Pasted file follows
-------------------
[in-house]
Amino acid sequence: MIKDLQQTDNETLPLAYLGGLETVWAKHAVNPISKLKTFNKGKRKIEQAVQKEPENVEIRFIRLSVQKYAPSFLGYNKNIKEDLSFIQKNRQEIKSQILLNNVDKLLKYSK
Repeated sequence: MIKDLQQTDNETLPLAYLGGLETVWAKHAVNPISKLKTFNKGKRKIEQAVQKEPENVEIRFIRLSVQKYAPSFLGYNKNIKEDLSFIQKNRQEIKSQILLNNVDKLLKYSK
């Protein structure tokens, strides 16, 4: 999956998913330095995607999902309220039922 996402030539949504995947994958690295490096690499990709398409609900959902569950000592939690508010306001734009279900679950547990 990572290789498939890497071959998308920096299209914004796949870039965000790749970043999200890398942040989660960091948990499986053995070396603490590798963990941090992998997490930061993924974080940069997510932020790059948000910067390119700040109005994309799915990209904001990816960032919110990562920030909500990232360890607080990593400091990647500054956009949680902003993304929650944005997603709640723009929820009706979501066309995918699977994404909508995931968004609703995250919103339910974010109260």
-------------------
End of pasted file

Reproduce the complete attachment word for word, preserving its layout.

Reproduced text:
[in-house]
Amino acid sequence: MIKDLQQTDNETLPLAYLGGLETVWAKHAVNPISKLKTFNKGKRKIEQAVQKEPENVEIRFIRLSVQKYAPSFLGYNKNIKEDLSFIQKNRQEIKSQILLNNVDKLLKYSK
Repeated sequence: MIKDLQQTDNETLPLAYLGGLETVWAKHAVNPISKLKTFNKGKRKIEQAVQKEPENVEIRFIRLSVQKYAPSFLGYNKNIKEDLSFIQKNRQEIKSQILLNNVDKLLKYSK
């Protein structure tokens, strides 16, 4: 999956998913330095995607999902309220039922 996402030539949504995947994958690295490096690499990709398409609900959902569950000592939690508010306001734009279900679950547990 990572290789498939890497071959998308920096299209914004796949870039965000790749970043999200890398942040989660960091948990499986053995070396603490590798963990941090992998997490930061993924974080940069997510932020790059948000910067390119700040109005994309799915990209904001990816960032919110990562920030909500990232360890607080990593400091990647500054956009949680902003993304929650944005997603709640723009929820009706979501066309995918699977994404909508995931968004609703995250919103339910974010109260």